Matrix metalloproteinases and skeletal muscle: A brief review

Eli Carmeli, Miri Moas, Abraham Z. Reznick, Raymond Coleman

Research output: Contribution to journalShort surveypeer-review


Matrix metalloproteinases (MMPs) are a family of zinc-dependent proteolytic enzymes that function mainly in the extracellular matrix, where they contribute to the development, functioning, and pathology of a wide range of tissues. This mini-review describes the MMPs and tissue inhibitors of MMPs (TIMPs) in skeletal muscle, and considers their involvement in muscle development, ischemia, myonecrosis, angiogenesis, denervation, exercise-induced injuries, disuse atrophy, muscle repair and regeneration, and inflammatory myopathies and dystrophies. Despite the very limited information currently available on MMPs and their inhibitors in skeletal muscle, it is becoming increasingly clear that they have important physiological functions in maintenance of the integrity and homeostasis of muscle fibers and of the extracellular matrix. Understanding the roles of MMPs and TIMPs may lead to the development of new drug-related treatments for various muscle disorders based on suppression or upregulation of their expression.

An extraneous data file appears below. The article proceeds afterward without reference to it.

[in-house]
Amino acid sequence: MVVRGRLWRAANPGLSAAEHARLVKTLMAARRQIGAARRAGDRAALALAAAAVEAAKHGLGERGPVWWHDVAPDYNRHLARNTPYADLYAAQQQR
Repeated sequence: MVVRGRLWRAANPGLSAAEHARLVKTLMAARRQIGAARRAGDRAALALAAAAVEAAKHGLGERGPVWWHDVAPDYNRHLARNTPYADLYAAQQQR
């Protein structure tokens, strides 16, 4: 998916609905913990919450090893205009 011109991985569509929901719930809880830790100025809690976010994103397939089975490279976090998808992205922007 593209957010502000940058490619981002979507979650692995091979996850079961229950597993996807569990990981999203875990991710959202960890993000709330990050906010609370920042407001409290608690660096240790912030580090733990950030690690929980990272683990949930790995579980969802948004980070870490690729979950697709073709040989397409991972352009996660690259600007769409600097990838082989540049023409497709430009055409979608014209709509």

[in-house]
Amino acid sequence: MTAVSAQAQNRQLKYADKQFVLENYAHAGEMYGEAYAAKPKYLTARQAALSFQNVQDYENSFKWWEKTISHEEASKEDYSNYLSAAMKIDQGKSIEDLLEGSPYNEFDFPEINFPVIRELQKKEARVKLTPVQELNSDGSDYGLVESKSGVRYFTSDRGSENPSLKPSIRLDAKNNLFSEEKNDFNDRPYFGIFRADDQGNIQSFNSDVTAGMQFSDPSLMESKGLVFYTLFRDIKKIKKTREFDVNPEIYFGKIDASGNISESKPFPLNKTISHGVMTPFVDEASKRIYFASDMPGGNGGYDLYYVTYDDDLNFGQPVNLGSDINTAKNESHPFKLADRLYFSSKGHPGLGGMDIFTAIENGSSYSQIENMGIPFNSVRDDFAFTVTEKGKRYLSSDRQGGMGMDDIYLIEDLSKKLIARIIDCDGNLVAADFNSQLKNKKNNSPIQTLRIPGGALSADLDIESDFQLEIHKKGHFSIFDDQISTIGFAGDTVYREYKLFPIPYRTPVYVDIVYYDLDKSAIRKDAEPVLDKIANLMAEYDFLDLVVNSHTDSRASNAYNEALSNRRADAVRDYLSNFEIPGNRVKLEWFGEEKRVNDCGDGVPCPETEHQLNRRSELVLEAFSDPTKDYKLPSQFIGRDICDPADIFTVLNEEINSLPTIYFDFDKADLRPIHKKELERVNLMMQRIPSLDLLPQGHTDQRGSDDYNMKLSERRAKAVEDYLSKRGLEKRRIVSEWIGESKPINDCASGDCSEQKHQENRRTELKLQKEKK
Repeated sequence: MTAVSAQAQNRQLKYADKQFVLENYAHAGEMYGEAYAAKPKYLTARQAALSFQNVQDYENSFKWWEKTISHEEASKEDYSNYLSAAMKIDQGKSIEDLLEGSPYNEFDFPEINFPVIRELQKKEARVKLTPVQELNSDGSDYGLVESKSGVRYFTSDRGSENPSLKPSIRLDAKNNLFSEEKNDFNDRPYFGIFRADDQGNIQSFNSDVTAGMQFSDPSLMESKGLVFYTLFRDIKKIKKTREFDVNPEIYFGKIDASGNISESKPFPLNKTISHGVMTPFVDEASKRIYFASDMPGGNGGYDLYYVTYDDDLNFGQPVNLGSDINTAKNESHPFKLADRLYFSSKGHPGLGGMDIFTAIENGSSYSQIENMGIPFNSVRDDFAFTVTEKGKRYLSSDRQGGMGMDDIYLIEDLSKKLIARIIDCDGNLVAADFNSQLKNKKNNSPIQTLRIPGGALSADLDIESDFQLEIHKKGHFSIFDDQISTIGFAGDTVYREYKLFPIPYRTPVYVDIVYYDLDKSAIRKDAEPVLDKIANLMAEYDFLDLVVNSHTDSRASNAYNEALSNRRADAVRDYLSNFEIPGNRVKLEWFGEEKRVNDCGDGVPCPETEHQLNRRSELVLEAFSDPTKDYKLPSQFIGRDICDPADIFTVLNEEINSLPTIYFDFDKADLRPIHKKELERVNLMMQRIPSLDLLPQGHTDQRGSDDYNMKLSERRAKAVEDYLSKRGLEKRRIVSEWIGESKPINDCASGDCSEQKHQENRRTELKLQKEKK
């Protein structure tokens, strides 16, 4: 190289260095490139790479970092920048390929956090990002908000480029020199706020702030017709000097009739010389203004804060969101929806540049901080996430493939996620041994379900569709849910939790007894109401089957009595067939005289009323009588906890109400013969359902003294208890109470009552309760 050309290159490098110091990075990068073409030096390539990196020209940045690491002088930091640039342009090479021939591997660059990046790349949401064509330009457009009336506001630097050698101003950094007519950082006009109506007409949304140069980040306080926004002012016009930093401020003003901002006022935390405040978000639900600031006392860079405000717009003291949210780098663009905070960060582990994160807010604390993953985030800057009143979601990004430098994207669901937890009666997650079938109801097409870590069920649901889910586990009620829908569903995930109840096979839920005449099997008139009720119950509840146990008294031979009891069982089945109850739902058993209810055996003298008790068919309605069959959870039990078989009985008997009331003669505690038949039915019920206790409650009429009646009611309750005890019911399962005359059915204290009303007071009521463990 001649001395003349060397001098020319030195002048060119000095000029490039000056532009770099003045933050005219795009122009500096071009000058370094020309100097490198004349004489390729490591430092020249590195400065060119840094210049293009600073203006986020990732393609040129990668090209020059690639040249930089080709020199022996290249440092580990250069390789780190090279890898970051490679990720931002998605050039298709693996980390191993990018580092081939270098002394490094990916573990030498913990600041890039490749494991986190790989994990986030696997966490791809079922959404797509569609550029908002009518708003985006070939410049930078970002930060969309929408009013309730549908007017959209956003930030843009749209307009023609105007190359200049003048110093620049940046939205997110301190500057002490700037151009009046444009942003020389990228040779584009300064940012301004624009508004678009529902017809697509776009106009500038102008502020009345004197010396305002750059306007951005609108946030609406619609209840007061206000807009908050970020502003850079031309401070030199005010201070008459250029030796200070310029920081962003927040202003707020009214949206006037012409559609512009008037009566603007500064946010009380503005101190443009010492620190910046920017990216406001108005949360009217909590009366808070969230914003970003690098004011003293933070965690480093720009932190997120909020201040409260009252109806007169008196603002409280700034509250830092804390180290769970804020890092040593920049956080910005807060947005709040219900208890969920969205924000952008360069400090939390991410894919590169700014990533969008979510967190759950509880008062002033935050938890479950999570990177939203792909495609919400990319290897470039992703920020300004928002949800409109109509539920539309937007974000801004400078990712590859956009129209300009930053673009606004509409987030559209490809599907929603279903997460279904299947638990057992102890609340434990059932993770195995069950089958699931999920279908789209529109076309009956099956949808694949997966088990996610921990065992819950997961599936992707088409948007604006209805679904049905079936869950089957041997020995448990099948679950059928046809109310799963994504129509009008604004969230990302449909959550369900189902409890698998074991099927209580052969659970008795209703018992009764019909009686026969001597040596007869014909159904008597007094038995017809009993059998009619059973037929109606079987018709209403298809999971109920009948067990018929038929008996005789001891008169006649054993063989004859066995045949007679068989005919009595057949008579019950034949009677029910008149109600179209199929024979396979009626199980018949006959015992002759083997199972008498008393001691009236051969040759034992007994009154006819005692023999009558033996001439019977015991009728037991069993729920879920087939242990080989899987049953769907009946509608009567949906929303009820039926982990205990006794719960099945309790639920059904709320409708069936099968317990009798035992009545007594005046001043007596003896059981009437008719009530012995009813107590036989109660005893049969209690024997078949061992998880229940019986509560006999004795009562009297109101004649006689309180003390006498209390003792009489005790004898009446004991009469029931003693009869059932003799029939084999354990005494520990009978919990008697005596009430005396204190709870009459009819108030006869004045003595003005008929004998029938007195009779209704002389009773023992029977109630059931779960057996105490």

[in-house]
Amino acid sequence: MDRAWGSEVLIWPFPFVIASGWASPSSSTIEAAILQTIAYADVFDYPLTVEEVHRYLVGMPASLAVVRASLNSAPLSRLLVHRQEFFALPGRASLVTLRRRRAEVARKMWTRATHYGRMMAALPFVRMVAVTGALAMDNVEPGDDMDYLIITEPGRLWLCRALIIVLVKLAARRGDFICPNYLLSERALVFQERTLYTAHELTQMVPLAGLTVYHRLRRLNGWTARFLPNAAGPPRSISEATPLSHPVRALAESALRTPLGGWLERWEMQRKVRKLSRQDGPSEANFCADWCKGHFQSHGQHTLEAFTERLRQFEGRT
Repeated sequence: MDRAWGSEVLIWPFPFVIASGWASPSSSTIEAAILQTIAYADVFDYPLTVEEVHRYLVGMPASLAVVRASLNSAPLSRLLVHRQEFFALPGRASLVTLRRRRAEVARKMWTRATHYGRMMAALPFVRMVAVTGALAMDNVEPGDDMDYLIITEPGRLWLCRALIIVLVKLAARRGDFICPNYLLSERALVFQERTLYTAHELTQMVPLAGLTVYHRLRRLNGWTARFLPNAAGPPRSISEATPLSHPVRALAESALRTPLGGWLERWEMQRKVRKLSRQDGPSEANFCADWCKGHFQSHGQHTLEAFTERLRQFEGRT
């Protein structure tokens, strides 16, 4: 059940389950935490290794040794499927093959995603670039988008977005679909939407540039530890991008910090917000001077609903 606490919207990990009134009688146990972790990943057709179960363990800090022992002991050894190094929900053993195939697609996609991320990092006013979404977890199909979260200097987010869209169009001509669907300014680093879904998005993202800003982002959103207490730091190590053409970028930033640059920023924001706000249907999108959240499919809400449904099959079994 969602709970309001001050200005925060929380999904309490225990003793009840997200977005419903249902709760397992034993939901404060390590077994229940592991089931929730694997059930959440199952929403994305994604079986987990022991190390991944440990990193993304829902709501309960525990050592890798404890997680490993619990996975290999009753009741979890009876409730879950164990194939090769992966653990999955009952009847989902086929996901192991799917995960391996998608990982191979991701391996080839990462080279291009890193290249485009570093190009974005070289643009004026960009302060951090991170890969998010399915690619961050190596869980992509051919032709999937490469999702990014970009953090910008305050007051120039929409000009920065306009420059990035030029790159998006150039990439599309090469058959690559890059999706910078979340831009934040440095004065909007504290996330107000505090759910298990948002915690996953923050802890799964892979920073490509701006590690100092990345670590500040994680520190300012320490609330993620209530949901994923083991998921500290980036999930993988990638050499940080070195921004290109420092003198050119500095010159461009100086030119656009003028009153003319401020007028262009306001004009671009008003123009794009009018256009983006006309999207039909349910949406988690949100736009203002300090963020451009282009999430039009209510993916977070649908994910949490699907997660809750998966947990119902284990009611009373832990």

Original languageEnglish
Pages (from-to)191-197
Number of pages7
JournalMuscle and Nerve
Issue number2
StatePublished - Feb 2004
Externally publishedYes


  • Extracellular matrix
  • Inflammatory myopathies
  • Matrix metalloproteinases
  • Muscle injury skeletal muscle

ASJC Scopus subject areas

  • Clinical Neurology
  • Physiology (medical)
  • Cellular and Molecular Neuroscience
  • Physiology

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